Fogo Island: A blueprint for renewal and sustainability

Opening of Liam Gillick‘s Weather Station on Fogo Island with Zita Cobb, Nicolaus Schafhausen, Claire Shea, Gillick and Kitty Scott (from left to right)

Just back from Fogo Island, a remote isle off the northern coast of Newfoundland, Canada. And, boy, still processing all the amazing things I‘ve experienced there: The traditional fishing community has reinvented itself as a testing ground for new sustainable business and cultural growth. For starters, there is a luxury hotel quasi owned by the islanders: the Fogo Island Inn, designed by Todd Saunders, is furnished with tables, chairs and lamps, all manufactured on the island. Woodworkers put their know-how of boat and house building to new use and crafted simple, sturdy furniture. Local artisans, traditional quilt makers, knitters and rug-hookers, produced handmade blankets and pillows for the Inn. People from Fogo work as receptionists, bakers, barkeepers, cooks and guides. In their gardens they grow vegetables for the restaurant. All proceeds from the hotel business are reinvested into the community.

A luxury hotel owned by ordinary people

Then there is the art foundation, Fogo Island Arts, with an ambitious exhibition and residency program headed by German curator and art world luminary Nicolaus Schafhausen. In early October the foundation staged Fogo Island Arts Week featuring exhibitions of internationally acclaimed artists and local talents, workshops and open studios, panel discussions and guided tours. It’s a showcase of the changing island economy: islanders have started new businesses, textile workshops, ice-cream parlors, galleries, pottery studios, organic gardens, to diversify from the once dominating, then dwindling, now strictly regulated fishing industry. Sustainable (not mass) tourism is the new mantra.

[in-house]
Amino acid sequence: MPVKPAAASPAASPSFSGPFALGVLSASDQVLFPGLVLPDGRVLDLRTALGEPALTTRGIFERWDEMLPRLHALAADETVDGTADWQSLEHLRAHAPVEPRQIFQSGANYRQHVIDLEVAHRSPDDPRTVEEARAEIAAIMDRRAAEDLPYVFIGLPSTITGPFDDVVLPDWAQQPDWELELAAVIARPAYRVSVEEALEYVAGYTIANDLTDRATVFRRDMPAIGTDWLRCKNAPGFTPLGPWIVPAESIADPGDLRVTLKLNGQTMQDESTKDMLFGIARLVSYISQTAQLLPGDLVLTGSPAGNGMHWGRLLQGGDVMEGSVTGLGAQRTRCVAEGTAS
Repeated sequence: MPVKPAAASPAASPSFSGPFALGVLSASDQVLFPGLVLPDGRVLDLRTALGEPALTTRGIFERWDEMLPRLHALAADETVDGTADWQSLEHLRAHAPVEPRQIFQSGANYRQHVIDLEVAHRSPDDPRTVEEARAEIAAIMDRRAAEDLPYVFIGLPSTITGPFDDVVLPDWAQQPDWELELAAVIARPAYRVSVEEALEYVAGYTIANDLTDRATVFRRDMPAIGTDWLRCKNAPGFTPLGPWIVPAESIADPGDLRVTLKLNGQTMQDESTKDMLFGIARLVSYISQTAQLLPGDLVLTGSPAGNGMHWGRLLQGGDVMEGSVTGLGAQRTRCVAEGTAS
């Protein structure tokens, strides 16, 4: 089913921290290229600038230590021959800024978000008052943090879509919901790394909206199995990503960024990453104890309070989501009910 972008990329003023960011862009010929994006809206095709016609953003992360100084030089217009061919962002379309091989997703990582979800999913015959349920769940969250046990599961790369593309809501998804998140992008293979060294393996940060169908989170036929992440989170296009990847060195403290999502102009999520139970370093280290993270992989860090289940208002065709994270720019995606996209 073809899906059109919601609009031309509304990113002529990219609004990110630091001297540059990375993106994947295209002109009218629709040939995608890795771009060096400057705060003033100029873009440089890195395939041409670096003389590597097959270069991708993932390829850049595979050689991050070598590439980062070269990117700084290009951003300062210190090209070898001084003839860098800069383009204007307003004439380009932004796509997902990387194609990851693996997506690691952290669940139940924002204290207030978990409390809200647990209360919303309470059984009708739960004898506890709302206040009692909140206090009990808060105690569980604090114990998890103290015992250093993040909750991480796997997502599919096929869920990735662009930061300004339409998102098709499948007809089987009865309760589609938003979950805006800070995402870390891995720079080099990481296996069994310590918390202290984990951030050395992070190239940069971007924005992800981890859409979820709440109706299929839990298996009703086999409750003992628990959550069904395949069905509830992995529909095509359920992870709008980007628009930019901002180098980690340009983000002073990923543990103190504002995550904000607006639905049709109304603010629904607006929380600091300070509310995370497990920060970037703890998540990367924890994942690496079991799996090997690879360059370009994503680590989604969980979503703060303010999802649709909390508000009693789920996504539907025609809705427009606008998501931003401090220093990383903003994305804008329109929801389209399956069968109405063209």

For more than 300 years proud fishermen, many of Irish and Breton decent, had harvested tons of cod and lived a self sustained existence on this rough patch of land close to the arctic circle. The few visitors they got were other sailors or merchants. With the decline of the fishing industry the islanders became an endangered spezies, many moved to the mainland to find new jobs and lives – an all too familiar fate happening to local communities all over the world who got steamrolled over by global capitalism. The Canadian government even considered resettlement. But the islanders refused.

The fisherman now marvel at art

And they got help from a courageous woman! The renewal project is the brainchild of Zita Cobb, daughter of an eight’s generation Fogo Island fisherman, who had left the island to study economics and become a successful financial manager. In 2001 she cashed in her stock options, sailed around the world and finally returned home with a plan to support the dwindling island community. As a business-savy philanthropist with strong roots in Joe Batt’s Arm she founded the social enterprise Shorefast, she came up with the idea of the luxury hotel, she set up trusts benefitting the community, but above all she gained the trust of the islanders. Everything still is a work in progress. So far wealthy tourists seem to like the idea to pay 2500 Dollar a night in a cozy hotel on a far away island to detox from urban and digital overload (budget conscious costumers find less expensive B&B accomodations). Even though the pandemic put the breaks on many programs and would have certainly ruined the new hotel, if it weren‘t an nonprofit-operation, the island is now on the A-list of places to be. The New York Times rated it one of the 52 best places to visit in 2022. Digital natives with home office jobs are on the look-out for homes and properties. During Fogo Island Arts Week the hip UK architecture collective Assemble presented designs for affordable tiny houses. Just a first look, but it looked promising.